or program is really using it to generate the numbers), it does not
matter what the 6th and subsequent places in the series are: the numbers
are following in *the same way*. The *same way* refers to the actual
rule being followed, not some other imagined rule that would generate
the first five places.

Thanks for going to the trouble, Jim.

dorayme, Jul 27, 2009
18. ### doraymeGuest

saying, to be understood in terms of there being nothing we can reason
from to determine it.
My phrase had a specific meaning in the context. I make a distinction
between being random and appearing to be random for the purists.
Appearing to be random is almost self explanatory. A person looks at a
series of events and can see no causal engine to explain it. He says it
is random. If it turns out that there is a causal engine, and the
pattern is complex (unseen by the man), we might reasonable say it is
not random at all. If it turns out or it is a fact that there is no
causal engine to explain it, then it is more than merely appearing to be
random. It is really random!

None of this is to be confused with a man thinking something is not
random because he thinks he sees the pattern. He could simply be wrong.
He would soon find out by filing to predict something in the context.

Now, you might like to conjure up the idea of having a hypothesis that
is perfectly successfully predictive but has nothing really to do with
how the events are generated. But if you could actually produce such a
case, I would believe in magic!
I don't really "assert magic".
There is no problem about there being unknown non random. That is what
science is for, to make it known!

I don't understand the idea of non-natural being predictable, frankly.
And the predictable I am interested in is not "lucky guessing"

dorayme, Jul 27, 2009
19. ### Patricia AldorazGuest

*What* would give this series,?

In a series of numbers there is an *order* that is quite distinct from
the particular residents of the places in the order.

Thus:

_ _ _ _ _ ...

has places yet to be filled, the dots means there are further places
without end.

Each dash represents a unique place. Take the first dash, it is in the
first place in the series or sequence. For that place, n=1. For the
second dash, n=2 and so it goes on.

We could fill these spots with anything at all:

* \$ # @ %

would be one way.

When n=3, the thing in the 3rd spot in the series is @

...
You are confusing what is being said to be random. There is nothing
random about an engine programmed to follow a formula. No one has
suggested this. Random comes into the situation when there is no
program that is generating the series or at least not a program that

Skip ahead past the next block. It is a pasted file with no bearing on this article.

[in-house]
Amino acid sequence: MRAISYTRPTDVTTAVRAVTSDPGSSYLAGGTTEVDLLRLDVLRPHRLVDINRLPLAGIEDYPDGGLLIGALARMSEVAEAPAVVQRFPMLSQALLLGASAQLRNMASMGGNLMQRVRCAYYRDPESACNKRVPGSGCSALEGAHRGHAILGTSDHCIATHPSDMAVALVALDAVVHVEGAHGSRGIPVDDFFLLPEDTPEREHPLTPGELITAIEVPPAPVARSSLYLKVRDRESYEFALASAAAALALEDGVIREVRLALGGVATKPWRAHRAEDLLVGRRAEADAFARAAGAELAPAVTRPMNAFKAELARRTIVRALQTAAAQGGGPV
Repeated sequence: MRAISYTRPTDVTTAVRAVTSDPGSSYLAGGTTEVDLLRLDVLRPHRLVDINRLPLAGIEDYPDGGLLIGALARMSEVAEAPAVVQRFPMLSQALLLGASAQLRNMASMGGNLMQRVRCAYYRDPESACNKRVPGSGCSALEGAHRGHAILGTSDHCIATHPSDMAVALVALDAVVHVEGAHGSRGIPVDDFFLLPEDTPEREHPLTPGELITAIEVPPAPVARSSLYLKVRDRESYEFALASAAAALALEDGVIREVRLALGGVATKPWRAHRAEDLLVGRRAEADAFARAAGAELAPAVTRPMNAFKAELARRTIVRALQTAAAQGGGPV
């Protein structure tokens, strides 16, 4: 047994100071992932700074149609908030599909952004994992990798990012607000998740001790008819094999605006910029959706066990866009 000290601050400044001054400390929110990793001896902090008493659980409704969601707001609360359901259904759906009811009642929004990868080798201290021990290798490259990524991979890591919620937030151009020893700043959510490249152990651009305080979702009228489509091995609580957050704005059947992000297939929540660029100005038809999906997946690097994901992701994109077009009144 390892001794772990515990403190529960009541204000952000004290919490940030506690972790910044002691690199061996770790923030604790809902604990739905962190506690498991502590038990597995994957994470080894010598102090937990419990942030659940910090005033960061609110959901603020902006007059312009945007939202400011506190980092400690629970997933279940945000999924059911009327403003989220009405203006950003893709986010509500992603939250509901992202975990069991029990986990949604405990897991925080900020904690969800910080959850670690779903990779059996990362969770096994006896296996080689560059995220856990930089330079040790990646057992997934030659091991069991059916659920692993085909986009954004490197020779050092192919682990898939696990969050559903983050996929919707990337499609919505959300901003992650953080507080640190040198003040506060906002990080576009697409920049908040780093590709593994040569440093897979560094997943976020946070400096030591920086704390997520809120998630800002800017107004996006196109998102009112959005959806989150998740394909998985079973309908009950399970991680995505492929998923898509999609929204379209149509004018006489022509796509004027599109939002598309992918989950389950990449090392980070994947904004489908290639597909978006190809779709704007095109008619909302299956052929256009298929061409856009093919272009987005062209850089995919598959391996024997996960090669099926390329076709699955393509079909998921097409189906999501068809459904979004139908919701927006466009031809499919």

gives us a grip on how it will spit numbers out.

Patricia Aldoraz, Jul 27, 2009
20. ### Patricia AldorazGuest

Oh don't be like that! Be a sport! Please accept what I say! I do not
reinterpret dorayme. I *explain* his teachings to selected Google
Groupers. You should feel honoured.
Surely not *simply*? You are hurting my feelings.
The idea of dorayme when he answered a question put to him. You have
forgotten it? It is the idea we have been discussing and which you
have seemed to mock and oppose and misunderstand on a daily basis, the
idea that the idea of randomness can be understood in terms of there
being nothing to go on to determine an outcome.
He seems happy to leave me to deal with selected crazies, most of whom
are Google Groupers. I don't get paid for this you know and while he
has not said in so many words how much he appreciates my efforts, he
has not said anything against it.
There is no nature of random beyond what dorayme teaches. It is simply
about there being nothing from which to reason to beyond 50% chance.
If a series of numbers is random, this means that nothing in the world
or in the preceding numbers can help any being at all determine
whether the next number will be 43 or some other number. In the screen
experiment we have been considering, in the absence of any knowledge,
43 has as much chance of coming up in sixth place as any other number
we might contemplate.

But being like I am so innumerate, I guess you can't believe me.
This is a simple error if you take seriously the idea of having no
knowledge of the complexity of the generating engine.

You seem to have learned nothing from dorayme's teachings. It is *a
conceptual mistake* to suppose that a random event can be caused to
happen. That is the fundamental nature of random, the absence of
intelligible cause.

Best of luck in this.

Patricia Aldoraz, Jul 27, 2009